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Payments and Identity in a fog of devices

device payments

Payments and the Internet of things has been colliding for a while now – and it surfaced again recently with Mastercard announcing that it is working with an array of partners including Capital One to launch payments in connected devices. The thinking here seems to be that payments is a function in the Marlow’s pyramid of needs for any new consumer device. I am conflicted on this point – not that I don’t believe the Internet of Things isn’t important, but that we may be overthinking in how payments is important to be shoved inside everything that has a radio baked in. And not everything will have a radio in the future, and the role of a smartphone as the center of the connected device commerce universe isn’t going away.

It is important to keep perspective here – as this announcement is less about coat sleeves hiding NFC chips with tokenized credit cards – rather it’s the commerce enablement of devices that we may carry on our person so that they can be armed for payment. Though I may disagree on whether a coat sleeve or jewelry are essential end-points in commerce, a platform of capabilities to challenge, authenticate and verify, and ultimately trust and provision a tokenized representation of something, whether its a card or a fragment of a consumer’s identity, to a device that itself represents a collection of radios and sensors is very exciting.

It is exciting because as device counts and assortments grow, they each have their own residual identity as a combination of things and behaviors that are either deterministic or probabilistic. The biggest shift we will see is that the collective device identities can be a far better and complete representation of customer identity that the latter will be replaced by the former. Name-centric identities will give away to algorithmically arrived ones. As Dan Geer puts it, no longer will I need to announce that I am Cherian, but my collection of devices will indeed do so on my behalf, perhaps in consultation with each other. More over, none of these devices need to replicate my identity in order to be trusted and tethered, either.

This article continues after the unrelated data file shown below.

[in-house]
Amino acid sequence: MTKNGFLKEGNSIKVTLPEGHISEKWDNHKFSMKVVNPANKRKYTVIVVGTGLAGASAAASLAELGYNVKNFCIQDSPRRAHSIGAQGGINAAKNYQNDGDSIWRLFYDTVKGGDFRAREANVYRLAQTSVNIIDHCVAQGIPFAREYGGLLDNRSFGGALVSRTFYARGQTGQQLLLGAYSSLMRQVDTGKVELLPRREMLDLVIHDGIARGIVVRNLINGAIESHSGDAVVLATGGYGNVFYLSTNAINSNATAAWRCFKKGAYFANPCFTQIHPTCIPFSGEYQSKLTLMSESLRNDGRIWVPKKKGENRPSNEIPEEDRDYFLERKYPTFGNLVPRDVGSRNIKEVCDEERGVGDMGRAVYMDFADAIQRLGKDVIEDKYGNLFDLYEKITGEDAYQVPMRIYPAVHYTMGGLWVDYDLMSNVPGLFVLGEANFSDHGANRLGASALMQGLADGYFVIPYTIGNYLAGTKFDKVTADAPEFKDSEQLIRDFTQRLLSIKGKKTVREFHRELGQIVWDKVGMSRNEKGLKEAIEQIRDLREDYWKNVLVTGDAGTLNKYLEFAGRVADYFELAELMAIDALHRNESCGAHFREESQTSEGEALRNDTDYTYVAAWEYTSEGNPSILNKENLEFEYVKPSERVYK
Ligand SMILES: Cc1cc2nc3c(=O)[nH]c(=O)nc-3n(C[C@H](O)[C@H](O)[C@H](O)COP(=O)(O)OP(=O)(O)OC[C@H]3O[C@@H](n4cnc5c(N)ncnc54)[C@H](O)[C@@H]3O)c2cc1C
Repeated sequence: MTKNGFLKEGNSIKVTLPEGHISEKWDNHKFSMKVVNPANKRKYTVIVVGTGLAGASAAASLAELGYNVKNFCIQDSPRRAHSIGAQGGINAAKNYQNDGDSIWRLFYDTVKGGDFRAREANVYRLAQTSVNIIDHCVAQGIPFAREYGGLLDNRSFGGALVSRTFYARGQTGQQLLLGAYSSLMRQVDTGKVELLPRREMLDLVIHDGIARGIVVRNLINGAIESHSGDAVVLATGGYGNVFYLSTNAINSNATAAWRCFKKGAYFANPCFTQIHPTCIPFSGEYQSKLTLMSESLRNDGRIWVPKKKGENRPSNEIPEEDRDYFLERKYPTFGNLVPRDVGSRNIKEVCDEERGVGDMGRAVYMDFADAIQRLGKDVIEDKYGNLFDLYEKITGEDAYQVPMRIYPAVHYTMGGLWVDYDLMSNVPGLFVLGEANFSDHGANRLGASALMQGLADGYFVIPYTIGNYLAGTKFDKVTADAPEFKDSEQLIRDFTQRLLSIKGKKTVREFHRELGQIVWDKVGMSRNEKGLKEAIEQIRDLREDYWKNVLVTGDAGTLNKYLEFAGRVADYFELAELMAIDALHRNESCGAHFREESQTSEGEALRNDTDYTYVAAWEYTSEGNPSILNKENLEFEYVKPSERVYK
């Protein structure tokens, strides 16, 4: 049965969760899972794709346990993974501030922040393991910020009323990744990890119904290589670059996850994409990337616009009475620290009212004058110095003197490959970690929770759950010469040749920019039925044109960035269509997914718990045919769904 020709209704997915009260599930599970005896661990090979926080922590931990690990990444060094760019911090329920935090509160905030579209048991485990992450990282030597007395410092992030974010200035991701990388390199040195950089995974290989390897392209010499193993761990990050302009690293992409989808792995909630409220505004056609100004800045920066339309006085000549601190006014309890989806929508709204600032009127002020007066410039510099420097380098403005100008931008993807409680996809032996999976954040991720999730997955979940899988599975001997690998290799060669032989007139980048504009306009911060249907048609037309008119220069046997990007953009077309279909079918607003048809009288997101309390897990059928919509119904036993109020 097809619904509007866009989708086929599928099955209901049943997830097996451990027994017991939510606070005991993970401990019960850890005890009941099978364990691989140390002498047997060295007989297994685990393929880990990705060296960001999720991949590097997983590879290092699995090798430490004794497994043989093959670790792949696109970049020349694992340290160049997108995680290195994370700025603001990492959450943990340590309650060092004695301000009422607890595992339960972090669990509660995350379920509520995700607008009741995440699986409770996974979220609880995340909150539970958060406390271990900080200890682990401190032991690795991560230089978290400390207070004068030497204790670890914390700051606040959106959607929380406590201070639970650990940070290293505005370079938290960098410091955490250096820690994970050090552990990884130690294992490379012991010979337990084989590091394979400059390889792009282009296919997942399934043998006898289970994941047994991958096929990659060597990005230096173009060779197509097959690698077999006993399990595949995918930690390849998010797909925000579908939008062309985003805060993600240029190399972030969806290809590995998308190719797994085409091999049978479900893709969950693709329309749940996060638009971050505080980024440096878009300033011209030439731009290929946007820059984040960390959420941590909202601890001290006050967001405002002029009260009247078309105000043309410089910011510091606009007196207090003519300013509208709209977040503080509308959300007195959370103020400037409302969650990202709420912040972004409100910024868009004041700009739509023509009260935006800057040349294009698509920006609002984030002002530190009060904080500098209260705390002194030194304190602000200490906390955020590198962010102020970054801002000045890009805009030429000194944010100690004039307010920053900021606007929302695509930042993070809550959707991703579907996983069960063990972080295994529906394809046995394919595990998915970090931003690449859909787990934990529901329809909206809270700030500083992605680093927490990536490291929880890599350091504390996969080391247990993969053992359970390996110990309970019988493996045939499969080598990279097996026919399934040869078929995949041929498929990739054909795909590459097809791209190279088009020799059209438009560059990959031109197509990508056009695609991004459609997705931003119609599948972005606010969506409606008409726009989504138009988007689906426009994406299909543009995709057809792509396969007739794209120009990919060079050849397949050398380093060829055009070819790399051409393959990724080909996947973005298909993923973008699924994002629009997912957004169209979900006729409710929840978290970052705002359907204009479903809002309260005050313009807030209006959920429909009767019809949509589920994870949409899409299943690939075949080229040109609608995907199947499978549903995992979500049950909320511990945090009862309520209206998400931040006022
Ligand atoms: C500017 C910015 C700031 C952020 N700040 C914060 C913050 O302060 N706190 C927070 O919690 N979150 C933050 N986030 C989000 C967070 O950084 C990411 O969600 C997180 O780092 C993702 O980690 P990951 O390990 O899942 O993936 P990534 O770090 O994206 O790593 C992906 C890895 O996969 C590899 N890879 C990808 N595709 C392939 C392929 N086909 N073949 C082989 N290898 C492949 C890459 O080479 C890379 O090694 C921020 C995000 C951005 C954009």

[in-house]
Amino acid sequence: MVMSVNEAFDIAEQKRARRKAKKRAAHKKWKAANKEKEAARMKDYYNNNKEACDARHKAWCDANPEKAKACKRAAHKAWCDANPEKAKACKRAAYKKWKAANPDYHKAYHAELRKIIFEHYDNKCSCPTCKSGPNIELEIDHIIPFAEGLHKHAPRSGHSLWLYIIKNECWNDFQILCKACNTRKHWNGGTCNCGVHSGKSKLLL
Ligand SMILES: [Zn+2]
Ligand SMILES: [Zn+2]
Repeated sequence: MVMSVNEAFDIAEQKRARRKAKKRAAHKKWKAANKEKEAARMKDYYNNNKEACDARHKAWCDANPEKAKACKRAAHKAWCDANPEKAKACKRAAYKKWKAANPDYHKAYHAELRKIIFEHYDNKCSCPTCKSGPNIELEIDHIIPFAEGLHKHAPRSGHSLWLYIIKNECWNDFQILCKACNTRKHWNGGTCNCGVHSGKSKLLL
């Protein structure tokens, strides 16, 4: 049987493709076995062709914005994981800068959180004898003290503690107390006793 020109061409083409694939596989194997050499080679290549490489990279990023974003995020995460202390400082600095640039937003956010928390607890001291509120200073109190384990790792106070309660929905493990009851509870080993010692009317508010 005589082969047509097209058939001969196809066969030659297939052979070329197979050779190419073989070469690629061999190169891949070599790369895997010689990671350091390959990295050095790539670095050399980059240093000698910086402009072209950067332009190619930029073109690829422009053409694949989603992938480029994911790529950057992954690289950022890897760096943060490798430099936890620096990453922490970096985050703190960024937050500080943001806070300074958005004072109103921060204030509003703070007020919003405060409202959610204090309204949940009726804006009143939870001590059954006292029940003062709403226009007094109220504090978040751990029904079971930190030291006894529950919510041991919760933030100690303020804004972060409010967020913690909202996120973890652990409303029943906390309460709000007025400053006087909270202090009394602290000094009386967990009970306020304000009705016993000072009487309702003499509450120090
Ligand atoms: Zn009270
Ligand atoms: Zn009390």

Coming back to Payments, today my Fitbit’s claim to make a successful payment is validated way before the transaction, when I authorized provisioning by authenticating through a bank app or wallet. What would be interesting is when the reverse becomes true – when these class of devices that I own can together or separately vouch for my identity. We may forget usernames and passwords, fingerprints may prove to be irrevocable and rigid, but we will always be surrounded by a fog of devices that each carry a cryptographically unique and verifiable signature. And it will be up to the smartphone, its ecosystem and the devices that operate in its periphery to individually negotiate and establish trust among each of them.

So this is why I believe the MasterCard effort in tokenizing devices is important when you view it in conjunction with the recent launch of SwiftID from CapitalOne. Payments getting shoved in to everyday things like wearables, disguises the more important effort of becoming a beachhead in establishing trust between devices, by using tokenization as the method of delivery.

As you may have gathered by now, I am less excited of pushing cards in to devices (least of all – cars!) and more about how a trusted framework to carve out a tamper proof and secure cache within an untrusted device, along with the process to securely provision a token or a signed hash representing something of value, can serve as the foundation for future device – and by extension – user identity.

On a side note, here’s a bit about pushing cards in to cars, and mistaking them for connected cars. To me there are only two connected car classes today. One is Tesla where each car on the road is part of the whole, each learning separately and together as they examine, encounter and learn the world around them to maneuver safely. The other is a button in an app that I hit to have a car magically appear in front of me. Other than Tesla and Uber, there are no other commercial instances of a connected car that appeals (Google has no cars you can buy, yet).